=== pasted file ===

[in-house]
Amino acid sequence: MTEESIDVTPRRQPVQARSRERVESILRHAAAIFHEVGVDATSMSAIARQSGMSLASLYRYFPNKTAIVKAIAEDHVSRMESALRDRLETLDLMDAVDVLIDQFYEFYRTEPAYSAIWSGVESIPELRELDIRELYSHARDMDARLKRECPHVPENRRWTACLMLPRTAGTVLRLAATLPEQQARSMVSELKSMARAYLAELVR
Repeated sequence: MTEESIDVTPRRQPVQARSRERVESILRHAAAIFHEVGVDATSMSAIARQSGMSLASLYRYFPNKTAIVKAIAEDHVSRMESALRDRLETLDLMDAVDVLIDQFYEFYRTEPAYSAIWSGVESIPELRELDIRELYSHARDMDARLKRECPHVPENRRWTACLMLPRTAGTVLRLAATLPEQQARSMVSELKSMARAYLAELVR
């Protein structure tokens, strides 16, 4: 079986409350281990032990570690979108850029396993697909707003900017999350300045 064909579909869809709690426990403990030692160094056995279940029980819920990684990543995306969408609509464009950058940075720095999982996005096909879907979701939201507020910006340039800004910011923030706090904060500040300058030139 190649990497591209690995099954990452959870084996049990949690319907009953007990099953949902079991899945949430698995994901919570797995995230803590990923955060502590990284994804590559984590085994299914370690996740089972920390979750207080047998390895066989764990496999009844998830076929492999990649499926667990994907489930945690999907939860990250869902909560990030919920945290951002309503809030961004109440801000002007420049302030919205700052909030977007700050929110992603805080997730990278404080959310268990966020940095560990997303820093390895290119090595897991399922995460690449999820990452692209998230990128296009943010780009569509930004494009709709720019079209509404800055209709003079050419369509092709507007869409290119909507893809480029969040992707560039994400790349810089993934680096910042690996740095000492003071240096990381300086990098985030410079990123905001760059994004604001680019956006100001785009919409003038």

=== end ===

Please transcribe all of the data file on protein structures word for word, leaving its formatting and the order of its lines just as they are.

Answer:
[in-house]
Amino acid sequence: MTEESIDVTPRRQPVQARSRERVESILRHAAAIFHEVGVDATSMSAIARQSGMSLASLYRYFPNKTAIVKAIAEDHVSRMESALRDRLETLDLMDAVDVLIDQFYEFYRTEPAYSAIWSGVESIPELRELDIRELYSHARDMDARLKRECPHVPENRRWTACLMLPRTAGTVLRLAATLPEQQARSMVSELKSMARAYLAELVR
Repeated sequence: MTEESIDVTPRRQPVQARSRERVESILRHAAAIFHEVGVDATSMSAIARQSGMSLASLYRYFPNKTAIVKAIAEDHVSRMESALRDRLETLDLMDAVDVLIDQFYEFYRTEPAYSAIWSGVESIPELRELDIRELYSHARDMDARLKRECPHVPENRRWTACLMLPRTAGTVLRLAATLPEQQARSMVSELKSMARAYLAELVR
């Protein structure tokens, strides 16, 4: 079986409350281990032990570690979108850029396993697909707003900017999350300045 064909579909869809709690426990403990030692160094056995279940029980819920990684990543995306969408609509464009950058940075720095999982996005096909879907979701939201507020910006340039800004910011923030706090904060500040300058030139 190649990497591209690995099954990452959870084996049990949690319907009953007990099953949902079991899945949430698995994901919570797995995230803590990923955060502590990284994804590559984590085994299914370690996740089972920390979750207080047998390895066989764990496999009844998830076929492999990649499926667990994907489930945690999907939860990250869902909560990030919920945290951002309503809030961004109440801000002007420049302030919205700052909030977007700050929110992603805080997730990278404080959310268990966020940095560990997303820093390895290119090595897991399922995460690449999820990452692209998230990128296009943010780009569509930004494009709709720019079209509404800055209709003079050419369509092709507007869409290119909507893809480029969040992707560039994400790349810089993934680096910042690996740095000492003071240096990381300086990098985030410079990123905001760059994004604001680019956006100001785009919409003038």